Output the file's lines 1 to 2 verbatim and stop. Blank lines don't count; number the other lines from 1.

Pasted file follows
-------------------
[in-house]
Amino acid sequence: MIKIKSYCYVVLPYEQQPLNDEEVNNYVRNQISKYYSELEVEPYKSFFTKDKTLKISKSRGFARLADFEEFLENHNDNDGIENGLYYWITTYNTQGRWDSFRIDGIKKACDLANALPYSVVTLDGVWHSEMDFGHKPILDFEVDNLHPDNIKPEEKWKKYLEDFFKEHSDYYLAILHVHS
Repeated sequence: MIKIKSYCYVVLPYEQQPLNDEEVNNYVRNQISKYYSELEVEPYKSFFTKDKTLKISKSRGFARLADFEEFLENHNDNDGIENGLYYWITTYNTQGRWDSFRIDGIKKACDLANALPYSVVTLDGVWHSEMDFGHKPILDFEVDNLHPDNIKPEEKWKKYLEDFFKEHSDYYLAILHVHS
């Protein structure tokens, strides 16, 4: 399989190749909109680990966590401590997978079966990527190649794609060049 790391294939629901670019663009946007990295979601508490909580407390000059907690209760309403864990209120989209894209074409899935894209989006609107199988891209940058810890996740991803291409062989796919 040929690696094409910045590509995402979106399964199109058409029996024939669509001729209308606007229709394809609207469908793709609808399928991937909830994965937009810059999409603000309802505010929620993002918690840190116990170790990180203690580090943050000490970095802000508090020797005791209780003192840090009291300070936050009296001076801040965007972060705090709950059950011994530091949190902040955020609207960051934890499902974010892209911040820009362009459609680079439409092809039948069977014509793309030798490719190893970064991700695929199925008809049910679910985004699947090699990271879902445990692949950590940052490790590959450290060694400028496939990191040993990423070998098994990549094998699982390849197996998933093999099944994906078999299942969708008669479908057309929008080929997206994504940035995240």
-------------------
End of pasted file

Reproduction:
[in-house]
Amino acid sequence: MIKIKSYCYVVLPYEQQPLNDEEVNNYVRNQISKYYSELEVEPYKSFFTKDKTLKISKSRGFARLADFEEFLENHNDNDGIENGLYYWITTYNTQGRWDSFRIDGIKKACDLANALPYSVVTLDGVWHSEMDFGHKPILDFEVDNLHPDNIKPEEKWKKYLEDFFKEHSDYYLAILHVHS